A gastroenterologist is a specialist to be consulted for the diagnosis of microscopic colitis. The doctor would ask for medical history and any medication that the patient is taking, like Aspirin, proton pump inhibitors, Ibuprofen, Naproxen sodium, and selective serotonin reuptake inhibitors (SSRI) that can increase the risk of developing the disease. The doctor may go for the patient’s physical examination to rule out other conditions like celiac disease that may cause the symptoms. Other tests done for the diagnosis of microscopic colitis are:

  • Blood Tests - Blood tests are done to check for any infection and also to check for anemia.

  • Stool Tests: This test is done to rule out any other cause of diarrhea, like an infection.

  • Upper Endoscopy With Biopsy - This test is done to rule out celiac disease. A thin, flexible tube with an attached camera is used to examine the upper part of the gastrointestinal tract. A tissue sample can be collected for examining it in a laboratory.

  • Imaging Studies - Abdominal radiographs, computed tomography (CT) scans, and barium enemas show normal results and are non-specific in making a diagnosis.

  • Colonoscopy - This test helps in a thorough examination of the entire colon using a colonoscopy. A colonoscope is a flexible and long instrument that is inserted into the colon through the rectum after sedating the patient. A tissue sample can be taken from the intestinal lining by bypassing the tools through the colonoscope. This tissue sample will be examined under a microscope in a laboratory.

  • Flexible Sigmoidoscopy - This test is similar to a colonoscopy. Instead of viewing the entire colon, this test allows the doctor to view the inner lining of the rectum and most of the sigmoid colon - approximately the last two feet of the large intestine. This test involves the use of a sigmoidoscope, which is a flexible, slender, and lighted tube that helps to examine the inner lining of the intestine. Using this sigmoidoscope, a tissue sample can be collected for microscopic examination in a laboratory.

As the intestinal tissues usually appear normal in microscopic colitis, to make a clear-cut diagnosis of microscopic colitis, a tissue sample is required that is collected during the colonoscopy or flexible sigmoidoscopy. Under the microscope, cells of colon tissue in both types of microscopic colitis show distinct appearances leading to a definite diagnosis.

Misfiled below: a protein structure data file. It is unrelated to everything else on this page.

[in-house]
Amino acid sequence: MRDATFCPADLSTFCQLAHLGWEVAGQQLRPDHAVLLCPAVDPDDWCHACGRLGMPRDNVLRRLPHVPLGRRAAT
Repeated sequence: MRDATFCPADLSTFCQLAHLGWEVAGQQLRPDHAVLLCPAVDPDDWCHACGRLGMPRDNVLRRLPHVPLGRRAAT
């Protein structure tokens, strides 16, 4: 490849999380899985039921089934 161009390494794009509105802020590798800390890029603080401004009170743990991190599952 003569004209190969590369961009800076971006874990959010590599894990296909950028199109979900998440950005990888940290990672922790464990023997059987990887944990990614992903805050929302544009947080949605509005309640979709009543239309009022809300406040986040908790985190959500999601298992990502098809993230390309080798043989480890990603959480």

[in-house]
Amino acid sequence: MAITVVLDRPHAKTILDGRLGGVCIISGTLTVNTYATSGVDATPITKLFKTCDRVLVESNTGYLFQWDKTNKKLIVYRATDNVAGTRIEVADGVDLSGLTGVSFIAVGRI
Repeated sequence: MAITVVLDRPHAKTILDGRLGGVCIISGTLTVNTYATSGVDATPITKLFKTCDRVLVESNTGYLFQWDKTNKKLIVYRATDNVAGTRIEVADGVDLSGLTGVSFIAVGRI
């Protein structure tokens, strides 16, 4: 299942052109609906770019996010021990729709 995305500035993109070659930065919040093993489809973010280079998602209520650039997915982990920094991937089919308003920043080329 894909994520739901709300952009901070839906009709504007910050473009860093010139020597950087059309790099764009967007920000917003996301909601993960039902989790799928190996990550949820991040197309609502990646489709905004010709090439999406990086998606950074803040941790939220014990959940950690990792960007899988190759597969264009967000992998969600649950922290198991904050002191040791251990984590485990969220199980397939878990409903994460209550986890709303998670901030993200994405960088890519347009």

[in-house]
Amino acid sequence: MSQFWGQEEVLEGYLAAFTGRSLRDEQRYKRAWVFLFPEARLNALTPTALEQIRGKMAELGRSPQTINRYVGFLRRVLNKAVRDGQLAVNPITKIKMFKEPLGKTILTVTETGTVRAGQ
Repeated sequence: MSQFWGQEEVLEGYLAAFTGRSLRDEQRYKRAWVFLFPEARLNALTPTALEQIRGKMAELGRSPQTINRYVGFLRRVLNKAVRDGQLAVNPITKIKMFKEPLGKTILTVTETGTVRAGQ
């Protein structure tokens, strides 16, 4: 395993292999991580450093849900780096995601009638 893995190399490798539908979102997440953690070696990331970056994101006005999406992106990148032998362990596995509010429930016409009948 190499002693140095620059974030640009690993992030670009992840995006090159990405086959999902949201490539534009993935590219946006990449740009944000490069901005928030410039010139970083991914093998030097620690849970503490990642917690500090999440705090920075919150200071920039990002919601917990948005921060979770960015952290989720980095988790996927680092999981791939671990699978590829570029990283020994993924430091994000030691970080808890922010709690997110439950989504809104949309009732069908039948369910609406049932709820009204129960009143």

What Are the Treatment Options for Microscopic Colitis?

The treatment depends on the symptoms and how serious they are. The treatment plan includes lifestyle and dietary changes, over-the-counter medications, and prescription medications. At times, symptoms flare up and then go away on their own. Sometimes symptoms can be managed with dietary changes, and sometimes medicines are required to subside the symptoms.

1. Medications:

  • Antidiarrheals such as Diphenoxylate or Loperamide help in slowing down bowel contractions.

  • Bulking agents that make the stool more solid and slow its transit time, like Psyllium.

  • Steroids like Budesonide.

  • Anti-inflammatory medications that help in controlling colon inflammation, such as Mesalamine.

  • Bile acid sequestrants such as Colesevelam or Colestipol are given when the patient has bile acid malabsorption.

  • TNF (tumor necrosis factor) inhibitors help reduce inflammation by neutralizing an immune system protein, such as Infliximab or Adalimumab.

2. Surgery:

Surgery is indicated in cases where the symptoms are severe and medications are ineffective. The surgical process involves the removal of all or part of the colon or large intestine. Surgery is rarely needed in the treatment of microscopic.


Microscopic colitis is not a life-threatening condition. In most cases, it can be managed with lifestyle and dietary changes like drinking plenty of fluids, eating easy-to-digest food, and avoiding large meals at one time. Anybody can develop microscopic colitis, but it is more prevalent in females and older adults. It is also common in those who smoke and who have autoimmune diseases like celiac disease. The incidence of microscopic colitis is about 8 to 16 percent.

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Dr. Ghulam Fareed
Dr. Ghulam Fareed

Medical Gastroenterology